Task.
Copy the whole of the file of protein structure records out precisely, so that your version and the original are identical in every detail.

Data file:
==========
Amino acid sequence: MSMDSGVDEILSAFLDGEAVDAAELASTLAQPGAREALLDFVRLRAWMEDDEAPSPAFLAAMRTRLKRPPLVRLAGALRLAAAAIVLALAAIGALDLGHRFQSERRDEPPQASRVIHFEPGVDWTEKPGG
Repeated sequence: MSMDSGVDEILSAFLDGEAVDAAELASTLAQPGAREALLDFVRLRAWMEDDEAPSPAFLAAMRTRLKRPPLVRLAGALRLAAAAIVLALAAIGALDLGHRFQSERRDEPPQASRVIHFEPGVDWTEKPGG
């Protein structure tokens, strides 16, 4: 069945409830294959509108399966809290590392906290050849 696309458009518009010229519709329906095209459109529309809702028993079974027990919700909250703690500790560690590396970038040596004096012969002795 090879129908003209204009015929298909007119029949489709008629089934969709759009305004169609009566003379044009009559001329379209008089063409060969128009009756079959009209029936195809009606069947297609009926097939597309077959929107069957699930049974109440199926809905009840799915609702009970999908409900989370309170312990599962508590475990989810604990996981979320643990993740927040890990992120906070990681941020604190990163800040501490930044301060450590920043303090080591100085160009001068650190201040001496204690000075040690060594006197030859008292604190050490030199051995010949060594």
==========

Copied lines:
Amino acid sequence: MSMDSGVDEILSAFLDGEAVDAAELASTLAQPGAREALLDFVRLRAWMEDDEAPSPAFLAAMRTRLKRPPLVRLAGALRLAAAAIVLALAAIGALDLGHRFQSERRDEPPQASRVIHFEPGVDWTEKPGG
Repeated sequence: MSMDSGVDEILSAFLDGEAVDAAELASTLAQPGAREALLDFVRLRAWMEDDEAPSPAFLAAMRTRLKRPPLVRLAGALRLAAAAIVLALAAIGALDLGHRFQSERRDEPPQASRVIHFEPGVDWTEKPGG
């Protein structure tokens, strides 16, 4: 069945409830294959509108399966809290590392906290050849 696309458009518009010229519709329906095209459109529309809702028993079974027990919700909250703690500790560690590396970038040596004096012969002795 090879129908003209204009015929298909007119029949489709008629089934969709759009305004169609009566003379044009009559001329379209008089063409060969128009009756079959009209029936195809009606069947297609009926097939597309077959929107069957699930049974109440199926809905009840799915609702009970999908409900989370309170312990599962508590475990989810604990996981979320643990993740927040890990992120906070990681941020604190990163800040501490930044301060450590920043303090080591100085160009001068650190201040001496204690000075040690060594006197030859008292604190050490030199051995010949060594």